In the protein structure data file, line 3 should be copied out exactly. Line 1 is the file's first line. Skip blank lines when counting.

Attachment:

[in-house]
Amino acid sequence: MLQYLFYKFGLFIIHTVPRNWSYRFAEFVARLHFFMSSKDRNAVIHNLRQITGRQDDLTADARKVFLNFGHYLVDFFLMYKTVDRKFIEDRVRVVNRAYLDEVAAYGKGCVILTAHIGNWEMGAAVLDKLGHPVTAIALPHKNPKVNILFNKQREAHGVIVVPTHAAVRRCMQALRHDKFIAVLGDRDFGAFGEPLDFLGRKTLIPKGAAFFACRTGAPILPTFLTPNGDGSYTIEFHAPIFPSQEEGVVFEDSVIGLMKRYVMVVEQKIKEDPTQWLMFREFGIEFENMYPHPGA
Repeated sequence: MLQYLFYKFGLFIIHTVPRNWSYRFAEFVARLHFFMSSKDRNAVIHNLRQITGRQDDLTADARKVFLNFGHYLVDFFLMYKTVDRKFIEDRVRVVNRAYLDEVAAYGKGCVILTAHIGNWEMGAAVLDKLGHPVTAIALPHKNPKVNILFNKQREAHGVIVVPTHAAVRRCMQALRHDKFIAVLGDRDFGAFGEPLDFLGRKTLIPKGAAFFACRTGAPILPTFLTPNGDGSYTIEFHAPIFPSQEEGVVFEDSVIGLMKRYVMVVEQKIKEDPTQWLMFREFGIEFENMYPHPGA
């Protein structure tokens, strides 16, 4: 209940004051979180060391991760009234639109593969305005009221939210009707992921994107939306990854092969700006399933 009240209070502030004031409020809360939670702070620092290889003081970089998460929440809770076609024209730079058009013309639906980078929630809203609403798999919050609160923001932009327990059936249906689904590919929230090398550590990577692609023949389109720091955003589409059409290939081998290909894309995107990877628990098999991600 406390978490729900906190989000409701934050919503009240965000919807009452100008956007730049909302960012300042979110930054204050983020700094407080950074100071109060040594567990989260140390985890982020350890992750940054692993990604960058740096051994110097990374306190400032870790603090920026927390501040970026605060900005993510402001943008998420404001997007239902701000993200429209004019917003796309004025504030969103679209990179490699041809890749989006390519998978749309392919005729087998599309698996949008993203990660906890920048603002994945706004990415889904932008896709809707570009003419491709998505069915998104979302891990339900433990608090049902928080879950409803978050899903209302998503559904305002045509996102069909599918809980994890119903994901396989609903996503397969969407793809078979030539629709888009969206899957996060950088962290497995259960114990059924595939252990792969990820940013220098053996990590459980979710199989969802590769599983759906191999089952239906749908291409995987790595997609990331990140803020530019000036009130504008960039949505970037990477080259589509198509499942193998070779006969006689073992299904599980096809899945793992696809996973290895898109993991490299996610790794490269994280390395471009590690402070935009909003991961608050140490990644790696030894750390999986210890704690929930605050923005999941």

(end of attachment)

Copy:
Repeated sequence: MLQYLFYKFGLFIIHTVPRNWSYRFAEFVARLHFFMSSKDRNAVIHNLRQITGRQDDLTADARKVFLNFGHYLVDFFLMYKTVDRKFIEDRVRVVNRAYLDEVAAYGKGCVILTAHIGNWEMGAAVLDKLGHPVTAIALPHKNPKVNILFNKQREAHGVIVVPTHAAVRRCMQALRHDKFIAVLGDRDFGAFGEPLDFLGRKTLIPKGAAFFACRTGAPILPTFLTPNGDGSYTIEFHAPIFPSQEEGVVFEDSVIGLMKRYVMVVEQKIKEDPTQWLMFREFGIEFENMYPHPGA